What are your values?
Agility and resilience. These have been and are our redeeming assets as we face adversity. After the banking crisis wiped out our stores, we showed resilience in refusing defeat; we showed agility as we completely altered our business model to solely online trading.
We continue to practice agility and resilience as we face the adversity that small businesses everywhere face: Brexit has impacted our access to goods like the packaging we use to securely deliver our gifts to customers. We adapted to this problem by buying in these items from local UK suppliers, but this proved to be a costly short-term solution which wasn’t ideal.
What are the toughest challenges?
Through my tenure as a director with Bradfords Bakers, we have seen so many challenges, and I’m happy to say we’ve overcome all of them.
In December of 2001 we were devastated by a fire at one of our branches which destroyed the offices and 60% of the building. Rebuilding was difficult as we’d lost a lot of equipment that produced traditional items, so these offerings were unavailable for a time. We felt stopped in our tracks as this fire adversely affected us just weeks before Christmas.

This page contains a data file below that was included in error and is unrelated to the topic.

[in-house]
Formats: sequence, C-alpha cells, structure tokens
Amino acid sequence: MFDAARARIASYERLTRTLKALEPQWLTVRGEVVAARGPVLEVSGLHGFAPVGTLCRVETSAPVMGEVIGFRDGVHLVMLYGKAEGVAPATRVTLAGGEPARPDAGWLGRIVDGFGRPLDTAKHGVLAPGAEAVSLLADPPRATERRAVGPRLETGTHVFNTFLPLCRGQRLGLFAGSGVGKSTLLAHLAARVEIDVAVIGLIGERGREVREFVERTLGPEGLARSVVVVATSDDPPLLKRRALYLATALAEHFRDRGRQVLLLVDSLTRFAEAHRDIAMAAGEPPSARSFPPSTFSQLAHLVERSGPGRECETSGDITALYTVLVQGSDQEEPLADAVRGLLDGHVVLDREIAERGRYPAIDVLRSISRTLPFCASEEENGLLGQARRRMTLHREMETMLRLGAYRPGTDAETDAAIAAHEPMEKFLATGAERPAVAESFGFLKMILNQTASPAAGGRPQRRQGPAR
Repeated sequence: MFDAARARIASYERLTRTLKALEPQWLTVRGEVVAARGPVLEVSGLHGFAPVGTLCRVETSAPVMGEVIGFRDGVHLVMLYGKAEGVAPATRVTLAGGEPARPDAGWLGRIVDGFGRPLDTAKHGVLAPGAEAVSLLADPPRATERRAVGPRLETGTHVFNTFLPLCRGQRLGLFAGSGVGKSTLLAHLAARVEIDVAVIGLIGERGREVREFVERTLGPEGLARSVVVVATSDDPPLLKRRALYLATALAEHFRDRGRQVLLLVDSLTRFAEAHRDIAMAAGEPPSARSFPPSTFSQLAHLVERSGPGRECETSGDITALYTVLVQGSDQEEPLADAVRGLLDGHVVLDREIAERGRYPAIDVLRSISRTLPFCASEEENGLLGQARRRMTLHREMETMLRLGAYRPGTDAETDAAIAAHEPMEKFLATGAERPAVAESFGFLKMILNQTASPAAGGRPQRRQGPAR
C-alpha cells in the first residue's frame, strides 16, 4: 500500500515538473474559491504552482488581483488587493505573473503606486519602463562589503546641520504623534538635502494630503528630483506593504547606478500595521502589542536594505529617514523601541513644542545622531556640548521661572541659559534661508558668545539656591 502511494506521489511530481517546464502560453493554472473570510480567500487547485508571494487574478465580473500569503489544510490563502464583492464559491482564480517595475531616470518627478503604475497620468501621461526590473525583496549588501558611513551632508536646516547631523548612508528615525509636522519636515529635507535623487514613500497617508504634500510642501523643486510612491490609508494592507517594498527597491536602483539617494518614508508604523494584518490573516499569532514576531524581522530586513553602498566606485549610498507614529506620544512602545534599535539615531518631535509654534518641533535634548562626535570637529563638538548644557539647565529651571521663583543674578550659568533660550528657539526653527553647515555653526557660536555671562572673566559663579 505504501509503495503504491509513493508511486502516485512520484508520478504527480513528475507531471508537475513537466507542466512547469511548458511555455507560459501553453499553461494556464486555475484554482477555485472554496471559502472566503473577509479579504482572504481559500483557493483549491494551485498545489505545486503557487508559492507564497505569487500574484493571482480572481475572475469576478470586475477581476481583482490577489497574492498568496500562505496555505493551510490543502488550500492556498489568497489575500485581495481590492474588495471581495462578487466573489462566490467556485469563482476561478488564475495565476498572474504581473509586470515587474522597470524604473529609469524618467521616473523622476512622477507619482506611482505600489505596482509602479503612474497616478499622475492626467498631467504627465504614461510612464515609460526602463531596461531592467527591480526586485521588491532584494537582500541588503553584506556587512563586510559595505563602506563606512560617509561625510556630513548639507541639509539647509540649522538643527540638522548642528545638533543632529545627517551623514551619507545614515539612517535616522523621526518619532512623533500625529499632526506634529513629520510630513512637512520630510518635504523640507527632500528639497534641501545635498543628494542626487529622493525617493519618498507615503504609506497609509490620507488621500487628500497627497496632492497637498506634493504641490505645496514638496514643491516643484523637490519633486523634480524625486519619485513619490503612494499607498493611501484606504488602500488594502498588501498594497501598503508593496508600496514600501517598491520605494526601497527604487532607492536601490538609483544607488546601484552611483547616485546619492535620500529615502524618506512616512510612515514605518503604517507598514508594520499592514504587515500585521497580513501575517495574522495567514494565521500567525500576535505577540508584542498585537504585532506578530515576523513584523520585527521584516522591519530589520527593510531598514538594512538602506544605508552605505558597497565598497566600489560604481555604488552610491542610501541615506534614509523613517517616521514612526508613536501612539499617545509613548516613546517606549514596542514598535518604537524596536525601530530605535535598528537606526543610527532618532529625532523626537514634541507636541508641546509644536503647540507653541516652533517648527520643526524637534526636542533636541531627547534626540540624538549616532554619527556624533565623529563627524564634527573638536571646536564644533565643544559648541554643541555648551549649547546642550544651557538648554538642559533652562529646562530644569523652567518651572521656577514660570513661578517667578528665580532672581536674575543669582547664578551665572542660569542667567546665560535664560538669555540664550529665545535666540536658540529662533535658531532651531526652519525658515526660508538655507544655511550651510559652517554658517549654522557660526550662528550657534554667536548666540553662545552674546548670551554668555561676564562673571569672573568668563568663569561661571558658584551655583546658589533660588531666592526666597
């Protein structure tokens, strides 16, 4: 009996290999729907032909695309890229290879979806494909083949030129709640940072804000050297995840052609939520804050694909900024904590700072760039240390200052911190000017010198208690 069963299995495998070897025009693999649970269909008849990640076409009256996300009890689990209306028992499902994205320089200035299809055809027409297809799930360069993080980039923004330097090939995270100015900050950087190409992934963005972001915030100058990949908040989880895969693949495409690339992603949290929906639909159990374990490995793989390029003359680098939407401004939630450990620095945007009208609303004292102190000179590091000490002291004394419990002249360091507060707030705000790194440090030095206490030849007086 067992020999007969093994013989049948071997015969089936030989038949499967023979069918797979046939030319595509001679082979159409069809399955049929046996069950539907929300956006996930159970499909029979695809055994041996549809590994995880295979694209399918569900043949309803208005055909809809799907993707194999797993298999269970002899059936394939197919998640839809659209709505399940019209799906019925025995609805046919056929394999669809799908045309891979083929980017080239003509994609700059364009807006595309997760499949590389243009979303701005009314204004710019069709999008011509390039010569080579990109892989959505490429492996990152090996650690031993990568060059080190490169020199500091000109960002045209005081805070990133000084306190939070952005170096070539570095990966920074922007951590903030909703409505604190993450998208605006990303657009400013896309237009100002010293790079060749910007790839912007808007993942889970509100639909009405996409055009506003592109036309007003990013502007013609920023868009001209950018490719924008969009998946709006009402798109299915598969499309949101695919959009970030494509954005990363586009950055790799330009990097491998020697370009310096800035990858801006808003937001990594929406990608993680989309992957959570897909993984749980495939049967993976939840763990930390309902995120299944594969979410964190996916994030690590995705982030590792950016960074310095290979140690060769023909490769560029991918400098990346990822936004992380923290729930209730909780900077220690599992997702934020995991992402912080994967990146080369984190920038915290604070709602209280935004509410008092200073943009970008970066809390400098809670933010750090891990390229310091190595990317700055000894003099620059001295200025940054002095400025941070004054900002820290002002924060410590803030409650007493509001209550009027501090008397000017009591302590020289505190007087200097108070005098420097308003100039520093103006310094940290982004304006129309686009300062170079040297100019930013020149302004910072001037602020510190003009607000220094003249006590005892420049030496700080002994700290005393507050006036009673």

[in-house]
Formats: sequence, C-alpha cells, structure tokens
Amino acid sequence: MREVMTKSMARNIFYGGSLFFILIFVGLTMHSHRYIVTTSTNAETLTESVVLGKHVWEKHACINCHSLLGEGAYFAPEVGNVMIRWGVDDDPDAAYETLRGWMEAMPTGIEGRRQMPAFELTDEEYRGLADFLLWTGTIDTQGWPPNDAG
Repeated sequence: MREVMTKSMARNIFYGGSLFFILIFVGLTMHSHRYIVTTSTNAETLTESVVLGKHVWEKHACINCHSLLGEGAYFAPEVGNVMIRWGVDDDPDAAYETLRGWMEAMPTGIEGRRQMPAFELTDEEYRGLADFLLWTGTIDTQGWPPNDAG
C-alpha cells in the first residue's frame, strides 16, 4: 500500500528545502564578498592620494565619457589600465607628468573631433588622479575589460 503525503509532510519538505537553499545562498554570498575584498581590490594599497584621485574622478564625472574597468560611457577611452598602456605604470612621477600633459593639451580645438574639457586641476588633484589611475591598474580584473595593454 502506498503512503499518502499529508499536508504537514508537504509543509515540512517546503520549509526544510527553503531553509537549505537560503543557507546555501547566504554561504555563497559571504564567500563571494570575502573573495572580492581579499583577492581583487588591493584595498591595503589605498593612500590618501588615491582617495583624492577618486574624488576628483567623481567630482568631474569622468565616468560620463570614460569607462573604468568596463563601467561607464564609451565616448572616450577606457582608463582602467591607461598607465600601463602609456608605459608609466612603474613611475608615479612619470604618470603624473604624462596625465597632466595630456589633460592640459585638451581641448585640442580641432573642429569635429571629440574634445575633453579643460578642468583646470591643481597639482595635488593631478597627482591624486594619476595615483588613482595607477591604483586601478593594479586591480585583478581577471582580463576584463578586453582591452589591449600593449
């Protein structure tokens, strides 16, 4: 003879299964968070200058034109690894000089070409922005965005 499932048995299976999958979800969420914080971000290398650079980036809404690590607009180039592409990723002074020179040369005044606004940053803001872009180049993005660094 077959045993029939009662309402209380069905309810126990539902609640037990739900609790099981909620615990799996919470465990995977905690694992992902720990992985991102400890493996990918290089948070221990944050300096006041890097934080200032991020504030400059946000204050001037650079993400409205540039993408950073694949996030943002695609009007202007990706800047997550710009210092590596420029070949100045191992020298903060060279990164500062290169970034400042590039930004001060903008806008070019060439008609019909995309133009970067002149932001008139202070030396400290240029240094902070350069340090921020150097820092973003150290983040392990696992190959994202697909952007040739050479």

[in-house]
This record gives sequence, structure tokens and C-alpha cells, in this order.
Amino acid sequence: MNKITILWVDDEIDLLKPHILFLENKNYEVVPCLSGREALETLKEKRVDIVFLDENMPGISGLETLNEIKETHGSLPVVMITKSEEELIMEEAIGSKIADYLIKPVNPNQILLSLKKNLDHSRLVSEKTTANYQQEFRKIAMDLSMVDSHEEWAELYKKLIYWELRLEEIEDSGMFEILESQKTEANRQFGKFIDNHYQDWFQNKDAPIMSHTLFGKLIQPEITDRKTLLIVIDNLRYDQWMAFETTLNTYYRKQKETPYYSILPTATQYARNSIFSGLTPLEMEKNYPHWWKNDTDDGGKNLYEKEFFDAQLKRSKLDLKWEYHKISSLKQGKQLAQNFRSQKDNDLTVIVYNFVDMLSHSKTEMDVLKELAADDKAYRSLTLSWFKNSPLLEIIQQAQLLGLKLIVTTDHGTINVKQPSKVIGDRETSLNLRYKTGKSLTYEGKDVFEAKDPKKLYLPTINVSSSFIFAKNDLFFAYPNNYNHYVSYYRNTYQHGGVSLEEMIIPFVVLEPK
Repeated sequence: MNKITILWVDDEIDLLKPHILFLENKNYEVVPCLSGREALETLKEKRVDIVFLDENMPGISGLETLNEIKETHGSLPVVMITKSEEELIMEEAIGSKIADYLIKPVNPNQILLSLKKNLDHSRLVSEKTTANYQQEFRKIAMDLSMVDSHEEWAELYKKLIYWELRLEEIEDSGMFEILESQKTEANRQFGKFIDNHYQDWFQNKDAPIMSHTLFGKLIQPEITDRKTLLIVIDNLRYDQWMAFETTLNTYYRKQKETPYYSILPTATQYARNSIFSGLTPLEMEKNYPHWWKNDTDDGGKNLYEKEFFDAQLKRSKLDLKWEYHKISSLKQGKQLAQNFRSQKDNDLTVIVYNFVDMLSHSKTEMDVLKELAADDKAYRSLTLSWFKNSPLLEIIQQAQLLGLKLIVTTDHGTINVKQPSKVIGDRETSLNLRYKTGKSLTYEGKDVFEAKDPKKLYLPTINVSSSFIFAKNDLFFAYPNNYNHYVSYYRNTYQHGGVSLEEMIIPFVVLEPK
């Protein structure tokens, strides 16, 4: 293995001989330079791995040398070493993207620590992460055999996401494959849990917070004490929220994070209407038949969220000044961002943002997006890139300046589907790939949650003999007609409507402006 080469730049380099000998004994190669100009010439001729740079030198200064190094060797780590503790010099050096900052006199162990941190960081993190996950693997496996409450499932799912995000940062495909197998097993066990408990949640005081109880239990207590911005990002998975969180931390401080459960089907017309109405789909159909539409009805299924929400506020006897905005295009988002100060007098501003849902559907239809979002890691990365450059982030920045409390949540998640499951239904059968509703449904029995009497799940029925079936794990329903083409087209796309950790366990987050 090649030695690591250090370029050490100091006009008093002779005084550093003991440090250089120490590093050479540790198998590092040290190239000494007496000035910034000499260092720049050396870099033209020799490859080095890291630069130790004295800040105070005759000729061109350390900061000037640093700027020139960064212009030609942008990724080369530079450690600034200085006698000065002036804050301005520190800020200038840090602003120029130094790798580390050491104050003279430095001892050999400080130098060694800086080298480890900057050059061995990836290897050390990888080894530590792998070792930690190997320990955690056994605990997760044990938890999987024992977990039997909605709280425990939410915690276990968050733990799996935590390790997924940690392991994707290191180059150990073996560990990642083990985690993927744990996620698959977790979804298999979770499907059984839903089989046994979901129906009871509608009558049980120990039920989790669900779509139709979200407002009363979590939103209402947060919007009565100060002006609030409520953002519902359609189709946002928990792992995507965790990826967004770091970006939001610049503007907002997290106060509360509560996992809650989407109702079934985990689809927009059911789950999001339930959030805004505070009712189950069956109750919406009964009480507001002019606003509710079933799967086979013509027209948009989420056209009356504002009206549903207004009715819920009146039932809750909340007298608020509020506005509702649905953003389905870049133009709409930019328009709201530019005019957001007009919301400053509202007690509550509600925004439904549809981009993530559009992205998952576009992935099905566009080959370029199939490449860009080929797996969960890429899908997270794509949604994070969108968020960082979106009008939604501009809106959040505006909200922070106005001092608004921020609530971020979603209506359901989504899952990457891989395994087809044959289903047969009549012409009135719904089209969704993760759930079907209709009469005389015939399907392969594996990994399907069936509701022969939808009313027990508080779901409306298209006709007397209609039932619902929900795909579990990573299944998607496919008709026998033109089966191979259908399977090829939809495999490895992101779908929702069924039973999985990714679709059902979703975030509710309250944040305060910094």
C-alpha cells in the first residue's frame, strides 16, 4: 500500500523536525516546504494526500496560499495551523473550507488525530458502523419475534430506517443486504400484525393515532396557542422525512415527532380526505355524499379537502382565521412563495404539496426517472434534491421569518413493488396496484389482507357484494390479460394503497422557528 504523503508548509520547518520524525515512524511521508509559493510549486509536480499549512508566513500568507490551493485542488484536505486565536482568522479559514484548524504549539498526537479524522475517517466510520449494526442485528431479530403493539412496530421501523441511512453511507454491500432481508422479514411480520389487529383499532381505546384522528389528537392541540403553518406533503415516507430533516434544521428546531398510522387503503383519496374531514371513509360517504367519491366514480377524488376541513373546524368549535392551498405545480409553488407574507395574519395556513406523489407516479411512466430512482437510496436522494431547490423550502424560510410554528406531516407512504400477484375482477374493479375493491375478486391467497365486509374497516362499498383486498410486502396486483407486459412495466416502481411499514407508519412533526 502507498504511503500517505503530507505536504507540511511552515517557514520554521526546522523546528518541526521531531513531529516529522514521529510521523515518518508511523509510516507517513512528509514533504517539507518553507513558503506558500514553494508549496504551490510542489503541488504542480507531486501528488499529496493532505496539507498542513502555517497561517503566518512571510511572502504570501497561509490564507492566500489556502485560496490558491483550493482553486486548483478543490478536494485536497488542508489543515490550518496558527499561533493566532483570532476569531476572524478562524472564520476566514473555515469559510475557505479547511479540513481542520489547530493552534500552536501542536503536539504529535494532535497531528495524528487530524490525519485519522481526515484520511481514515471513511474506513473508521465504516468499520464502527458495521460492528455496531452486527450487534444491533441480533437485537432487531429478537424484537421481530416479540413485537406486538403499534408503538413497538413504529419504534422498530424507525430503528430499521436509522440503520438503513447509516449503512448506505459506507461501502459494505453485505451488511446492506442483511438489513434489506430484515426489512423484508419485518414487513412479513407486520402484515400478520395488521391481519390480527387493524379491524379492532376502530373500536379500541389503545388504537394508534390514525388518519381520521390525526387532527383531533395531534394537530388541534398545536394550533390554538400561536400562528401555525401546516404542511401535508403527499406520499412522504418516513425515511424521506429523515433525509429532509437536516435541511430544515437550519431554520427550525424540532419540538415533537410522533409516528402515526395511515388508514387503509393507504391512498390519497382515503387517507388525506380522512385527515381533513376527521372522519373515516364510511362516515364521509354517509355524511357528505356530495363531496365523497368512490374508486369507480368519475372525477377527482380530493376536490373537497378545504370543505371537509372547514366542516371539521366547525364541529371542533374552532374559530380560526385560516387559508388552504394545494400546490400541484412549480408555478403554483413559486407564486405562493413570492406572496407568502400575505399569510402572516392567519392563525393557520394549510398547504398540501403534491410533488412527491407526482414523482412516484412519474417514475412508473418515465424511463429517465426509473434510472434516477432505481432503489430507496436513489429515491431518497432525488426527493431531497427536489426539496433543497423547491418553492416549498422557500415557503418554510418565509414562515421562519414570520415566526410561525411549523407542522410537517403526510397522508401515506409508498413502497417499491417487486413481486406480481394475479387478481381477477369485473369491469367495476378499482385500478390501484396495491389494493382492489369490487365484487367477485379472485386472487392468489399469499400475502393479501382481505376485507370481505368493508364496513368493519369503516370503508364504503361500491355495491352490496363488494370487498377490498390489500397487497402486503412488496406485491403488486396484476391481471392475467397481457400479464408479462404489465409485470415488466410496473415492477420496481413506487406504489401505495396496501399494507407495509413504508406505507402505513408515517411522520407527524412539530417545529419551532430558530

Of course, the recession was beyond challenging to us – it propelled us into administration. The recovery process was slow; when we stabilised we fixed focus on taking care of our customers and developing the business.
I already mentioned Brexit being a challenge for us in that it has restricted our access to packaging. The pandemic has challenged us too, but we rose up and took advantage. We’ve been receiving far more orders than what we’re used to because services like ours are high in demand during lockdowns. It’s actually allowed us to double our staff from six to 12, and we are more than happy to give employment to more people since the pandemic has caused job insecurity.
Your best piece of advice?
Be stubborn. When you get into business, you’re going to feel a lot of pushback and sometimes, no matter how good your idea is or how sound your business model is, you’ll probably experience failure to some degree. That doesn’t mean you or your business are failures. So, be stubborn and push yourself back up when you’re knocked down. Adapt, survive, keep going.